In God We Trust, Inc. is a hardcore punk EP by the Dead Kennedys; it is now reissued with the Plastic Surgery Disasters album. The thrashing, lightning-fast beats and shouted (often jumbled) vocals, on the first six tracks, resembles Washington D.C.'s punk bands of the time; more than on any other Dead Kennedys release, the music here is conventionally "hardcore." The album spends the first two tracks attacking organized religion before going on to attack such diverse topics as Neo Nazis, PresidentRonald Reagan, the pesticideKepone, and the kind of governmental indifference that vastly worsened the effects of catastrophes like the Minamata disease. "We've Got a Bigger Problem Now" is a lounge jazz remake of "California Über Alles" from the previous album with Ronald Reagan instated in place of Jerry Brown. The EP also includes a cover of the theme song from the 1960s show, Rawhide. The album cover depicts a golden Jesus crucified on a cross of dollar bills, with a background of a shiny metal material. On the original vinyl version, Side A was tracks 1-5 and Side B was tracks 6-8. On the original cassette version, Side A contained all 8 songs, with Side B being left intentionally blank. Printed on Side B was the explanation, "Home taping is killing record industry profits! We left this side blank so you can help."
During 1980 and 1981 the American punk scene saw an influx of 7" EPs from Washington D.C.'s Dischord Records from bands like Minor Threat and Teen Idles. These little high-tempo records packed in 7 to 10 songs each and helped define the 1980s genre of hardcore punk. In wanting to pay tribute to this faster form of punk rock, and to showcase the talents of their new drummer D.H. Peligro, the Dead Kennedys put together some new material and amped up a few songs that had only been heard on their 1978 demo and in early live shows. These songs became the basis for In God We Trust, Inc. Keeping with the rough-hewn style of D.C. hardcore, bits of tape leads announcing the take number and including drumstick clicks and count-offs precede many of the record's songs.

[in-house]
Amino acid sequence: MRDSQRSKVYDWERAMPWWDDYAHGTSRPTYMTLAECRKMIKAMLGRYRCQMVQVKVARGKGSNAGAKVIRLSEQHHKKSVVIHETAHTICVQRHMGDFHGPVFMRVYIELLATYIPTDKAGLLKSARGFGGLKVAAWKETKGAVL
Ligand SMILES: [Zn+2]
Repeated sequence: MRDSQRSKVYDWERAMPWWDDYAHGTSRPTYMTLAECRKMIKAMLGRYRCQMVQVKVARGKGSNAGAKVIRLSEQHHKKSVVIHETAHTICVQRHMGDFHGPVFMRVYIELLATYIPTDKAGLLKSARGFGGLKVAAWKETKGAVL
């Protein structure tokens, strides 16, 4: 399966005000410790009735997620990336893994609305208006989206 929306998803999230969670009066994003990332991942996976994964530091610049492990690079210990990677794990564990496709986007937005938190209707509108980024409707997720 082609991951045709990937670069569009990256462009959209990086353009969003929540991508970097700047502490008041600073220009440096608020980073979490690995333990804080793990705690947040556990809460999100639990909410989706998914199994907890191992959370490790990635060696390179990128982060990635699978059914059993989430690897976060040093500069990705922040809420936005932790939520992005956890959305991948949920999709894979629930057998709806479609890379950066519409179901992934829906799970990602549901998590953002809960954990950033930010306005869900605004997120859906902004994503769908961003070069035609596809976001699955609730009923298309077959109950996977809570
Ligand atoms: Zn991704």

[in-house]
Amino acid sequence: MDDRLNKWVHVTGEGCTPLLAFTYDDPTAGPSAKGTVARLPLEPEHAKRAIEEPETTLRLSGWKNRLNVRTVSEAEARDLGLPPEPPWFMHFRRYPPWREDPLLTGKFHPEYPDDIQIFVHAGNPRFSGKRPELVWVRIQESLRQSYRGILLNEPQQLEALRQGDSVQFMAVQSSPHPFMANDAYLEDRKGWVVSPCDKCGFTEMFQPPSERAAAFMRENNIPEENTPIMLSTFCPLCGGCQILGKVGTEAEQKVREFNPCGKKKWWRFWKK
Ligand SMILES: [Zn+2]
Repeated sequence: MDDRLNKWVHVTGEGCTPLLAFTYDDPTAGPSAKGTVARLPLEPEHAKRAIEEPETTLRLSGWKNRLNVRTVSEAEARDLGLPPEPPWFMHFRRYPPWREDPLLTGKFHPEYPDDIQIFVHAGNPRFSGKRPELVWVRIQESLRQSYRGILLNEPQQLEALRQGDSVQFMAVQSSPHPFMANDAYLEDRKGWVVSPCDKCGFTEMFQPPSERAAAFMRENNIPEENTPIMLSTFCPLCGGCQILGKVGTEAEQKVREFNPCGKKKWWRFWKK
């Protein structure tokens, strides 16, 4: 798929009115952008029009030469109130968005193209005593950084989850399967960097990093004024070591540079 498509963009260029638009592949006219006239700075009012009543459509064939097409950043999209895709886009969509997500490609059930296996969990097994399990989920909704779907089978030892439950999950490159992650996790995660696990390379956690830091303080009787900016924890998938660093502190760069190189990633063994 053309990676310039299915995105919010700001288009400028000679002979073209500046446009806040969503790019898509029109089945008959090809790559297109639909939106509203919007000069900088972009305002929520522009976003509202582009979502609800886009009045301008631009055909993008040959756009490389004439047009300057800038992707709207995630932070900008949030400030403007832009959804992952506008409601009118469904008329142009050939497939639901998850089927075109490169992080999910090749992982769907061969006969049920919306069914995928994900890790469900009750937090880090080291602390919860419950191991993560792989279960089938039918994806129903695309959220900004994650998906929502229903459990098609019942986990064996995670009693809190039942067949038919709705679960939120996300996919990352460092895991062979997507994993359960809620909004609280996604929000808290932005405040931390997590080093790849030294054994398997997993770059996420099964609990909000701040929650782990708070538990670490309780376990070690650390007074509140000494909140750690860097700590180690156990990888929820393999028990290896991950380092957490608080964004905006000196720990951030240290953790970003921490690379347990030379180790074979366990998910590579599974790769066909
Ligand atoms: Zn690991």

The Dead Kennedys entered tiny Subterranean Studios to record eight songs on June 19, 1981. All tracks were recorded live without overdubs to ½" 8-track reel and with the band determining some of the songs' arrangements between takes. The session was videotaped by Joe Rees of Target Video with Mike Fox, the session engineer, sending the rough mix to the video feed. When the group took the tracks to be mixed, they discovered that the magnetic tape used for the recording was defective—the oxide surface of the tape began to peel during playback, thereby destroying the recordings. The band then re-recorded all eight songs on August 22nd at Mobius Music, and these recordings were used for the record's release.
Years later, enhanced restoration techniques allowed for five tracks to be recovered off of the master tapes from the earlier Subterranean sessions. These, along with the rough video mixes of the remaining three songs, appear on the DVD The Lost Tapes.